In the grand story of fashion, with centenarian houses like Hermès, Chanel, and Louis Vuitton casting long shadows down increasingly crowded runways, 20 years in business may not seem like much. But Billy Reid has seen more in two decades than most people experience in an entire career.
His first three years were the stuff sartorial dreams are made of. Reid hit the ground running in 1998 with his debut men’s collection, maintaining a rigorous pace that led to his first women’s collection just a few seasons later. His work was so well-received that by 2001, he achieved one of the industry’s highest honors: a CFDA award for Best Emerging Menswear Designer. It shone quite the light over his ensuing Fashion Week show, which seemed perfectly timed to catapult Reid from rising star to household name.
That show was on September 10, 2001.
Reid and his wife Jeanne at the 2010 CFDA Awards.
Suffering a setback
Despite his formidable start, the fallout from 9/11 brought a swift end to Reid’s burgeoning career in New York. By spring 2002, the business was shuttered and he and his wife Jeanne moved to her hometown of Florence, Alabama. An abrupt change in circumstance like this was nothing new for Reid. Not only is he a Southerner, too—he grew up in Louisiana—but he had experienced similar detours before. In his younger years, he flunked out of the P.E. program at Southeastern Louisiana University, only to later graduate from the Art Institute of Dallas with a degree in fashion design and merchandising.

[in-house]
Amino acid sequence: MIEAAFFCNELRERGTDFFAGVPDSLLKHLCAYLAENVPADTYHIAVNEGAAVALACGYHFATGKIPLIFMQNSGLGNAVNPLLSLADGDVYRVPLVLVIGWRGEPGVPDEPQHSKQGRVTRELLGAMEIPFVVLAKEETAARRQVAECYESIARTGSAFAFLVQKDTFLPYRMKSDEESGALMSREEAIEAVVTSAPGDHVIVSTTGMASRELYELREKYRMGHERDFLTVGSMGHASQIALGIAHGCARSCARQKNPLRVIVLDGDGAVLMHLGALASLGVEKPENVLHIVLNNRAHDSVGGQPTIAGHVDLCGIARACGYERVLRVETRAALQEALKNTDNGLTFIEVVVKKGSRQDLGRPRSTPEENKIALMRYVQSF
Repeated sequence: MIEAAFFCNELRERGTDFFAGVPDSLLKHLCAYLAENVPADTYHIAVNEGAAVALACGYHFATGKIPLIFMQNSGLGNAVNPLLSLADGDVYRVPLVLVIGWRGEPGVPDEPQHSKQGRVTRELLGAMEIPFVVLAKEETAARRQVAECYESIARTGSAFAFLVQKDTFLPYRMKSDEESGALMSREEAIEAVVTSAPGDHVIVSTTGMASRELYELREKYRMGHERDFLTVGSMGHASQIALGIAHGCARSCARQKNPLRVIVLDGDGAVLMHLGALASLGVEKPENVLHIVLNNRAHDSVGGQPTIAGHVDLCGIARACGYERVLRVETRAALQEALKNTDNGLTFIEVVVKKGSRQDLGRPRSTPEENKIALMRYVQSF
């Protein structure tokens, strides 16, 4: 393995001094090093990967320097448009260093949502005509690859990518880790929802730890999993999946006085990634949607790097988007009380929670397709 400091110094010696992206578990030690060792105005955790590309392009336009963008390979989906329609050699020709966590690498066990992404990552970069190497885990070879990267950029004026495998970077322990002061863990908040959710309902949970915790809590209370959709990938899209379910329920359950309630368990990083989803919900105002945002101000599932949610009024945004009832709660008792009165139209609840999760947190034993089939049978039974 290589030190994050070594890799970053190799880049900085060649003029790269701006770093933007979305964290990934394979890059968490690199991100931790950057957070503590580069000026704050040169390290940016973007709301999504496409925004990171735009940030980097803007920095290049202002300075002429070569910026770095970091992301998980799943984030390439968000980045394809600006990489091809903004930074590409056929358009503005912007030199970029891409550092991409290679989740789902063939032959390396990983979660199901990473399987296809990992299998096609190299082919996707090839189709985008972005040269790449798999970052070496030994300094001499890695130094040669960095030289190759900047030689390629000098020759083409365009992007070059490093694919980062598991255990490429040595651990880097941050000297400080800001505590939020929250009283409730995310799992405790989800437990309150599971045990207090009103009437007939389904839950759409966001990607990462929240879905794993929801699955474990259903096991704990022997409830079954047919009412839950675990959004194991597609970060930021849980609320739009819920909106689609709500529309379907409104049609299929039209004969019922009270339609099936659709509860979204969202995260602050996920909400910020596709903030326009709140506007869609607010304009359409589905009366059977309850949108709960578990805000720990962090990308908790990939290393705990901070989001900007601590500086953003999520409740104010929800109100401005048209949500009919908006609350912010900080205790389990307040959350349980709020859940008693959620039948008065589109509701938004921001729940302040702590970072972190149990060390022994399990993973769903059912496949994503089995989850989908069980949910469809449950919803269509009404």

Addressing the room during his keynote at Nordstrom Live earlier this year, Reid credits his mom for getting him back in school. “She told me, ‘It’s not a restart. It’s a refinish.’ Life is not always gonna go right,” he says. “You learn so much more from your mistakes than your successes.”
Reid clearly learned from his mother’s own journey. She was a high school valedictorian who had to pass up a college scholarship upon becoming pregnant with him. This didn’t stop her from starting her own career, however. She eventually opened a clothing boutique in her mother’s 1920s farmhouse. “It was like Steel Magnolias set in a clothing store,” Reid says. “It was very personal to me.”
Crafting a comeback
That sense of connection and authenticity in his mother’s store drew Reid into his new community in Alabama. Living in Florence, not far from the storied Muscle Shoals recording studio, he began meeting musicians, chefs, and other creative locals who were using their hometowns as inspiration within their respective crafts.
This pride rejuvenated Reid, and gave him a brand-new perspective. He set to work on new collections, and by 2004, opened shops in Dallas and Houston. A third store and design studio went up in an old house in Florence, a nod to his mom’s grassroots entrepreneurship.
The lineup for a 2015 New York Fashion Week show.
He quickly found that breaking through wasn’t as easy 1,000 miles away from New York. “It’s hard to get editors to come look at your collections when you don’t advertise and you’re not based in a fashion market,” Reid says. Luckily, he still had ties to New York. The lack of a garment district in Alabama meant that Reid manufactured out of Manhattan, which gave him the proximity he needed to break retail ground there.